In the Valley of the Wolves
The Druid Wolf Pack Story

The original five members of the Druid Peak pack — #38 and #39, the alpha male and female, and female pups #40, #41, and #42 — were captured near Fort St. John in British Columbia and relocated to Yellowstone’s acclimation pens before being released in April 1996 in the Park’s scenic Lamar Valley. The nearly treeless Lamar Valley is often considered Yellowstone’s most prized hunting grounds, and the most visible wolf territory in the Park.

On this public stage, the Druids displayed early signs of the upheaval and drama that would eventually come to characterize the group. During that first year in Yellowstone, a yearling male, #31, dispersed from the nearby Chief Joseph pack and joined the group, while alpha female #39 left the pack completely to become a lone wolf — perhaps driven off by #40, her own ruthless daughter, who began a terrible reign as the pack’s alpha female.

In 1997, pups were born to #41 and #42, the subordinate females, but none to the aggressive alpha female, #40. Lone wolf #39 reunited with the pack briefly, then left once again in November — this time with her daughter, #41 (who also may have been driven off by #40). The pack’s two males, #31 and #38 were shot and killed in December, setting the stage for the dominance of a new male, #21, dispersed from the Rose Creek Pack. By the end of 1998, the Lamar Valley Druids had seven members, and a growing reputation for conflict. The constant harassment of beta female #42 by her sister, #40, earned #42 the nickname “Cinderella” by the Yellowstone researchers. The put-upon Cinderella created a den and gave birth to pups in 1998, but none survived; the following year #40 attacked #42 in her den, and she again produced no offspring.


Casanova

Cinderella finally reached the ball in 2000, after a violent turn of events that put her at the head of the pack. She and the other female members of the pack, perhaps tired of #40’s iron-pawed leadership, turned on the alpha female, and killed her. At least three litters were born to the liberated females; 20 of the 21 survived. The Druids, 27 strong, became the largest pack in Yellowstone. In 2001, another 10 pups were added to the group, and the 37-member Druid pack became perhaps the largest wolf pack ever documented.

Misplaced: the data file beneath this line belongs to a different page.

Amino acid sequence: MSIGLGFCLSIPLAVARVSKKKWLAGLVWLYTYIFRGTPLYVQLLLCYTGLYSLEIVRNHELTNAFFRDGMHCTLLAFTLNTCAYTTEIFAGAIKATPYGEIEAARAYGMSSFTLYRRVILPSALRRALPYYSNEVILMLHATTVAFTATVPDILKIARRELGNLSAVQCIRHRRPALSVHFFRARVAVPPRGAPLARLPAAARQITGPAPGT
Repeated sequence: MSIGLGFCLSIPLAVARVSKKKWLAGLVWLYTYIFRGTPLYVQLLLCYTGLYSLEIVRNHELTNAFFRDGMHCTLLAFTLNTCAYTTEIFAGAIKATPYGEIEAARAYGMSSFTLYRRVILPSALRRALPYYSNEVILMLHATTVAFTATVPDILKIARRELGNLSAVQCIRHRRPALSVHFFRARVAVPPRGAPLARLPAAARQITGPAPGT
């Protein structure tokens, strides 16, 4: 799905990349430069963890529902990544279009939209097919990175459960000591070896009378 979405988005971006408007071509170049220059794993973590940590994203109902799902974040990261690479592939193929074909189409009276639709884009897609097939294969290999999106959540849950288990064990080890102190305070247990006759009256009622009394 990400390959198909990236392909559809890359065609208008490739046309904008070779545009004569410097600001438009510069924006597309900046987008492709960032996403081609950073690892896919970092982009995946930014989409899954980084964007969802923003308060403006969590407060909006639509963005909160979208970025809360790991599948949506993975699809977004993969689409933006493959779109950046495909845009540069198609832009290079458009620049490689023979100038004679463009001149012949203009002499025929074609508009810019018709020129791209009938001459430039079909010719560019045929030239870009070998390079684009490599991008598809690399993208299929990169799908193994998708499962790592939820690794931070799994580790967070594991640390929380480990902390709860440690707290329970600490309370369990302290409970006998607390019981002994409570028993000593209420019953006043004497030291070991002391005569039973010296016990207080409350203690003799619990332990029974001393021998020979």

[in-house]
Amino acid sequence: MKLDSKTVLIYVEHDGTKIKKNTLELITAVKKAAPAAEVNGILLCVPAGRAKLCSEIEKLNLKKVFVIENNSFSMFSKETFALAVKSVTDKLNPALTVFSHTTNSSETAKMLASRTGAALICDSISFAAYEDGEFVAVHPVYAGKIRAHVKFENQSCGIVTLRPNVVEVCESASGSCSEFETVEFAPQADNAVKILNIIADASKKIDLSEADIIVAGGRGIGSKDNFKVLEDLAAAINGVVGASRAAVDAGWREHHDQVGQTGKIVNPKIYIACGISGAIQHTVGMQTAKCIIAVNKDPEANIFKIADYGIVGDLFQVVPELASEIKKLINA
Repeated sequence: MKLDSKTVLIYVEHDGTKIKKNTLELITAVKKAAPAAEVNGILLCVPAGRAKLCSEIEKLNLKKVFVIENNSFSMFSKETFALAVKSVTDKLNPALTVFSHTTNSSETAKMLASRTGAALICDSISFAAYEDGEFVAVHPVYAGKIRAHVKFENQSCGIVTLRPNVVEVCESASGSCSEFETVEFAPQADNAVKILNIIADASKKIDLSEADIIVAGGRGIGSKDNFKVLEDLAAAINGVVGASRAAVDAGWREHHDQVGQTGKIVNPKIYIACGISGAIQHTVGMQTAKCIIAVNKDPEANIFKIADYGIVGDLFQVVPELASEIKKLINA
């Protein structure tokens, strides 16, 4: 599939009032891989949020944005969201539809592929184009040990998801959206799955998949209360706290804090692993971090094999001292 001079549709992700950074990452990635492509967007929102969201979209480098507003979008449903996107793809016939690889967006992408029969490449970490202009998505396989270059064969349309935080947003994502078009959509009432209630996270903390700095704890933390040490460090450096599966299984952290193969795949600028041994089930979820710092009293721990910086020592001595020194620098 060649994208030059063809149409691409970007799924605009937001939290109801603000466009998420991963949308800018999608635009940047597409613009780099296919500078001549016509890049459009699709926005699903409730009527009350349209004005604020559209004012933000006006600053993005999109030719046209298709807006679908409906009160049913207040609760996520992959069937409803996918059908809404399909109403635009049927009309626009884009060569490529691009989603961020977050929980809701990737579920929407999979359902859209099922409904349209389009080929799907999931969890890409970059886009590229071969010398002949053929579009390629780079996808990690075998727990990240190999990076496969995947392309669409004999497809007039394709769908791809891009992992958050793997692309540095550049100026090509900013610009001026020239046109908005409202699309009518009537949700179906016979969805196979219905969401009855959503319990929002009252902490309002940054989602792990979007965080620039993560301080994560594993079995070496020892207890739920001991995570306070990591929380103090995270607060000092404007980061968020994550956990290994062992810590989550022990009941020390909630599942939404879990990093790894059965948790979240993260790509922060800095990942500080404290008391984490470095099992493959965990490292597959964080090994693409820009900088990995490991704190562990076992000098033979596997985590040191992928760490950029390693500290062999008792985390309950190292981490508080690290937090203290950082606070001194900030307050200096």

Like all dynasties, however, the Druids were destined for a fall. In 2002, the massive pack reached critical mass, and splintered. Three new packs, the Agate Creek, Geode Creek, and Slough Creek packs, were created, each anchored by a former Druid female born at the same den in Lamar Valley in 1997. The Druids were left with 11 members by 2002’s end, including the matriarch, Cinderella, and the long-time alpha male, #21. The pack expanded to 17 members by the end of 2003, aided by the arrival of a lone black male, #302, formerly of the Leopold pack. #302 may have fathered all of the pups not born to the alpha female. To wolf researchers, he was “Casanova” — a lover, not a fighter, who wooed the females in the group while staying appropriately submissive to alpha male, #21.

In 2004, the Druids once again suffered terrible losses; longtime alpha female #42 was killed by members of a rival pack, and the aging patriarch was found dead in the summer. At the same time, however, the neighboring Slough Creek pack began to spend more time on the northwestern boundary of Druid territory. Their incursions into Druid turf culminated in a decisive battle in 2005 that ousted the formerly dominant Druid wolves from the Lamar Valley. Two adult female Druids died that year — one killed by the Sloughs — and no pups survived. The pack was reduced to just four members, and looked to be nearing its end.

In true soap opera fashion, however, the Druids’ epic tale does not conclude with their exile. In 2006, from their new location in an area called Cache Creek, aided by Casanova and #480, the new alpha male, the pack began to rebuild. Both of the pack’s adult females successfully bred, producing eight surviving pups. The Druids pushed back against the Slough Creek pack — which suffered its own losses earlier in the year after a run-in with an unknown pack from the north — and reclaimed their traditional territory in the Soda Butte and Lamar Valleys; six pups were born there in 2007. The Druids, for now, are home.

  • Jesús Hernández

    One of the best TV programs about nature that I had ever seen. Congratulations!!!

  • George O’Brien

    Simply remarkable. Beauty, tragedy and deep emotion , as a wolfpack holds a mirror up to ourselves. Wow.

  • roxy